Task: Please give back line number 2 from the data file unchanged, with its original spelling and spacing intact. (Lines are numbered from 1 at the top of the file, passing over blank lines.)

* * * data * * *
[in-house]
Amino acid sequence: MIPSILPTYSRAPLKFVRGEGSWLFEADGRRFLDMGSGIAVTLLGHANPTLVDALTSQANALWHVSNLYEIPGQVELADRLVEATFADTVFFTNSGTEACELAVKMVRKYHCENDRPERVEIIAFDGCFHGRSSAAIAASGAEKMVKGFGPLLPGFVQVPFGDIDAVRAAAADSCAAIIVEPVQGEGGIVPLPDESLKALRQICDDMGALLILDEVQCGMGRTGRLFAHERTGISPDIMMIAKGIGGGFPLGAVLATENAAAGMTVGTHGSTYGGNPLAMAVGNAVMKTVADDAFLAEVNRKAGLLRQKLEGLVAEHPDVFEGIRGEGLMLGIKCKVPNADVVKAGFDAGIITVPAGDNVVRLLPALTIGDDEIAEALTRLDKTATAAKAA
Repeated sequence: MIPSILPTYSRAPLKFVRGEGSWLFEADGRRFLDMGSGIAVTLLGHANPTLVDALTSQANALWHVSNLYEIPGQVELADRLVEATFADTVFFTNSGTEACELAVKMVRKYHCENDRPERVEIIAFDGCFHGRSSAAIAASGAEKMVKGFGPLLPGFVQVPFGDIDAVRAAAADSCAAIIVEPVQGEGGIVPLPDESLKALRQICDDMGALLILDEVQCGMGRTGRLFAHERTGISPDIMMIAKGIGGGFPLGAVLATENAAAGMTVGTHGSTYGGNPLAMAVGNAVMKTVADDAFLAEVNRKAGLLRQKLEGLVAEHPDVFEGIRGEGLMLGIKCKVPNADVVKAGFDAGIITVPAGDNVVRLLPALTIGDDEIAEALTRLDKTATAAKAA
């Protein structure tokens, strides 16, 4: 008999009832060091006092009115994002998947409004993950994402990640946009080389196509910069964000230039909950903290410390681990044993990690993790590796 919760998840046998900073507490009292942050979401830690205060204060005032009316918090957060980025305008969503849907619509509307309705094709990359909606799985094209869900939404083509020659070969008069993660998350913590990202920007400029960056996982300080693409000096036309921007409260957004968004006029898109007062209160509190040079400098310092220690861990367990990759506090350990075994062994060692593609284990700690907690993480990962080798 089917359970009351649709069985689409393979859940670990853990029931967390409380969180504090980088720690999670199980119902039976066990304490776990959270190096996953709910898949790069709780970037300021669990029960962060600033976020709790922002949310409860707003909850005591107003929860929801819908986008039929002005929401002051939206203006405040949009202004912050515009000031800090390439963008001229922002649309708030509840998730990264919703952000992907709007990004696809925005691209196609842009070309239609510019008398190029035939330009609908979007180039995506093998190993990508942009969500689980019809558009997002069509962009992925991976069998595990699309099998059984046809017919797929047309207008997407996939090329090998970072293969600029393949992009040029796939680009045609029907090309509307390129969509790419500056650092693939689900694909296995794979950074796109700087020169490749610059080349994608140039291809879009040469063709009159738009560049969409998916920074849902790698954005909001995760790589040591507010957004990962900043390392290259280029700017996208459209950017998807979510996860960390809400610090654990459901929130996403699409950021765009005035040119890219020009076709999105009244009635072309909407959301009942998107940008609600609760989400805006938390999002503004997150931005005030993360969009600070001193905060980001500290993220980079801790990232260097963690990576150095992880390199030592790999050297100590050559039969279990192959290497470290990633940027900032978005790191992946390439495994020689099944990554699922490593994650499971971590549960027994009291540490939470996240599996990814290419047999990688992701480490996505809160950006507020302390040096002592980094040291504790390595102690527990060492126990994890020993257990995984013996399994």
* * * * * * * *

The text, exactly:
Amino acid sequence: MIPSILPTYSRAPLKFVRGEGSWLFEADGRRFLDMGSGIAVTLLGHANPTLVDALTSQANALWHVSNLYEIPGQVELADRLVEATFADTVFFTNSGTEACELAVKMVRKYHCENDRPERVEIIAFDGCFHGRSSAAIAASGAEKMVKGFGPLLPGFVQVPFGDIDAVRAAAADSCAAIIVEPVQGEGGIVPLPDESLKALRQICDDMGALLILDEVQCGMGRTGRLFAHERTGISPDIMMIAKGIGGGFPLGAVLATENAAAGMTVGTHGSTYGGNPLAMAVGNAVMKTVADDAFLAEVNRKAGLLRQKLEGLVAEHPDVFEGIRGEGLMLGIKCKVPNADVVKAGFDAGIITVPAGDNVVRLLPALTIGDDEIAEALTRLDKTATAAKAA